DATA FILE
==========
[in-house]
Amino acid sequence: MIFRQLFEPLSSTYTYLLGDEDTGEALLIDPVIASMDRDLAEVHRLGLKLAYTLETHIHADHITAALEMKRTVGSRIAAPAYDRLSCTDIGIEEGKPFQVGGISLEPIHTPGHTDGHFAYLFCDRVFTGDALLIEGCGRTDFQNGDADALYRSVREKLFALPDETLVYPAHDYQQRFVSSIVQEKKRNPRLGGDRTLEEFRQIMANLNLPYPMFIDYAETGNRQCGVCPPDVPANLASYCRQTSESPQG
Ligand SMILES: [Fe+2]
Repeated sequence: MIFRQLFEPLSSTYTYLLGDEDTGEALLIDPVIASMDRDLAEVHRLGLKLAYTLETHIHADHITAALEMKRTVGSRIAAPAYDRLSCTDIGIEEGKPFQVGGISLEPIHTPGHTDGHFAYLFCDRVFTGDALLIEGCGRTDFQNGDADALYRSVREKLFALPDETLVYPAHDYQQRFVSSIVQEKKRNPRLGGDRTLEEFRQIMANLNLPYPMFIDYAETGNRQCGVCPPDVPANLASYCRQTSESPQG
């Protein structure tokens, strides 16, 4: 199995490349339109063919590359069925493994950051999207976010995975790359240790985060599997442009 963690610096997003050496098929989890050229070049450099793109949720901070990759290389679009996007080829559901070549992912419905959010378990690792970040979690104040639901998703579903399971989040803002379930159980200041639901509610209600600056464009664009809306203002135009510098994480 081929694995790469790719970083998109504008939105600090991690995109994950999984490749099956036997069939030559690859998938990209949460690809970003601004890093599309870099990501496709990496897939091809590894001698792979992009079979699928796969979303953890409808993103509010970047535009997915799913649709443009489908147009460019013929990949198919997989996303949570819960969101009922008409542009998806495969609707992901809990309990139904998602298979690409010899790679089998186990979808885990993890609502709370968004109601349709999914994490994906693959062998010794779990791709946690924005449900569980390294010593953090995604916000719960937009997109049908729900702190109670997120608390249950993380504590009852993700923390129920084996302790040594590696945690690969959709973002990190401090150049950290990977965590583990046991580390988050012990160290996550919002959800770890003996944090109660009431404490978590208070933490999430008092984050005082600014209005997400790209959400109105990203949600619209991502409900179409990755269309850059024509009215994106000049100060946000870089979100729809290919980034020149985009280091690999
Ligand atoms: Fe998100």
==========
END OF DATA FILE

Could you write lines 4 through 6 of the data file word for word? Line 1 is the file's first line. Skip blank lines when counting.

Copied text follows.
Repeated sequence: MIFRQLFEPLSSTYTYLLGDEDTGEALLIDPVIASMDRDLAEVHRLGLKLAYTLETHIHADHITAALEMKRTVGSRIAAPAYDRLSCTDIGIEEGKPFQVGGISLEPIHTPGHTDGHFAYLFCDRVFTGDALLIEGCGRTDFQNGDADALYRSVREKLFALPDETLVYPAHDYQQRFVSSIVQEKKRNPRLGGDRTLEEFRQIMANLNLPYPMFIDYAETGNRQCGVCPPDVPANLASYCRQTSESPQG
């Protein structure tokens, strides 16, 4: 199995490349339109063919590359069925493994950051999207976010995975790359240790985060599997442009 963690610096997003050496098929989890050229070049450099793109949720901070990759290389679009996007080829559901070549992912419905959010378990690792970040979690104040639901998703579903399971989040803002379930159980200041639901509610209600600056464009664009809306203002135009510098994480 081929694995790469790719970083998109504008939105600090991690995109994950999984490749099956036997069939030559690859998938990209949460690809970003601004890093599309870099990501496709990496897939091809590894001698792979992009079979699928796969979303953890409808993103509010970047535009997915799913649709443009489908147009460019013929990949198919997989996303949570819960969101009922008409542009998806495969609707992901809990309990139904998602298979690409010899790679089998186990979808885990993890609502709370968004109601349709999914994490994906693959062998010794779990791709946690924005449900569980390294010593953090995604916000719960937009997109049908729900702190109670997120608390249950993380504590009852993700923390129920084996302790040594590696945690690969959709973002990190401090150049950290990977965590583990046991580390988050012990160290996550919002959800770890003996944090109660009431404490978590208070933490999430008092984050005082600014209005997400790209959400109105990203949600619209991502409900179409990755269309850059024509009215994106000049100060946000870089979100729809290919980034020149985009280091690999
Ligand atoms: Fe998100």